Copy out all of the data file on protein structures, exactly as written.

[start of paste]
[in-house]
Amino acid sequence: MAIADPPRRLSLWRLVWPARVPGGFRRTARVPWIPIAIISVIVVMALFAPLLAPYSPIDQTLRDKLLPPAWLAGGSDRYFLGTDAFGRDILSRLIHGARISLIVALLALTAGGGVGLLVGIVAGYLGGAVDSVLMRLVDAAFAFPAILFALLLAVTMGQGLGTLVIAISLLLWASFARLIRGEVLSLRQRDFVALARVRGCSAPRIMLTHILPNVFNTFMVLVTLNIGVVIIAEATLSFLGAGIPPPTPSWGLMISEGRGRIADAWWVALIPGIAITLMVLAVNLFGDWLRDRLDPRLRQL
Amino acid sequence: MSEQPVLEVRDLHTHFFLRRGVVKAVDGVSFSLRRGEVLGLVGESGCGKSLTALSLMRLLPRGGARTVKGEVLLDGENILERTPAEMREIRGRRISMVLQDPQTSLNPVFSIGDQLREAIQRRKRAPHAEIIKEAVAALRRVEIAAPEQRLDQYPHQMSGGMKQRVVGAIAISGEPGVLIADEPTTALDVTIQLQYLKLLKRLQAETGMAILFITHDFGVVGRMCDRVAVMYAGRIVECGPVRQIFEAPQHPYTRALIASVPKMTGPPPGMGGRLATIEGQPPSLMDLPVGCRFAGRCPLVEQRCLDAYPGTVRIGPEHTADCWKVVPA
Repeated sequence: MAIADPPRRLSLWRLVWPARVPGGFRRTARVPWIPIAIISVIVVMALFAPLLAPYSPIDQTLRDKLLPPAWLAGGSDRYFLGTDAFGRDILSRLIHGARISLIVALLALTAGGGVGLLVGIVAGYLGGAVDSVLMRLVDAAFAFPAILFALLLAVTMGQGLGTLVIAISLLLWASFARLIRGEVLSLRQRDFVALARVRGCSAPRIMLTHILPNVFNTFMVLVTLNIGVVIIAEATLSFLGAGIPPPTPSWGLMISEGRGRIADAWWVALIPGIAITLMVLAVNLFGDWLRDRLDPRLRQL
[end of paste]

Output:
[in-house]
Amino acid sequence: MAIADPPRRLSLWRLVWPARVPGGFRRTARVPWIPIAIISVIVVMALFAPLLAPYSPIDQTLRDKLLPPAWLAGGSDRYFLGTDAFGRDILSRLIHGARISLIVALLALTAGGGVGLLVGIVAGYLGGAVDSVLMRLVDAAFAFPAILFALLLAVTMGQGLGTLVIAISLLLWASFARLIRGEVLSLRQRDFVALARVRGCSAPRIMLTHILPNVFNTFMVLVTLNIGVVIIAEATLSFLGAGIPPPTPSWGLMISEGRGRIADAWWVALIPGIAITLMVLAVNLFGDWLRDRLDPRLRQL
Amino acid sequence: MSEQPVLEVRDLHTHFFLRRGVVKAVDGVSFSLRRGEVLGLVGESGCGKSLTALSLMRLLPRGGARTVKGEVLLDGENILERTPAEMREIRGRRISMVLQDPQTSLNPVFSIGDQLREAIQRRKRAPHAEIIKEAVAALRRVEIAAPEQRLDQYPHQMSGGMKQRVVGAIAISGEPGVLIADEPTTALDVTIQLQYLKLLKRLQAETGMAILFITHDFGVVGRMCDRVAVMYAGRIVECGPVRQIFEAPQHPYTRALIASVPKMTGPPPGMGGRLATIEGQPPSLMDLPVGCRFAGRCPLVEQRCLDAYPGTVRIGPEHTADCWKVVPA
Repeated sequence: MAIADPPRRLSLWRLVWPARVPGGFRRTARVPWIPIAIISVIVVMALFAPLLAPYSPIDQTLRDKLLPPAWLAGGSDRYFLGTDAFGRDILSRLIHGARISLIVALLALTAGGGVGLLVGIVAGYLGGAVDSVLMRLVDAAFAFPAILFALLLAVTMGQGLGTLVIAISLLLWASFARLIRGEVLSLRQRDFVALARVRGCSAPRIMLTHILPNVFNTFMVLVTLNIGVVIIAEATLSFLGAGIPPPTPSWGLMISEGRGRIADAWWVALIPGIAITLMVLAVNLFGDWLRDRLDPRLRQL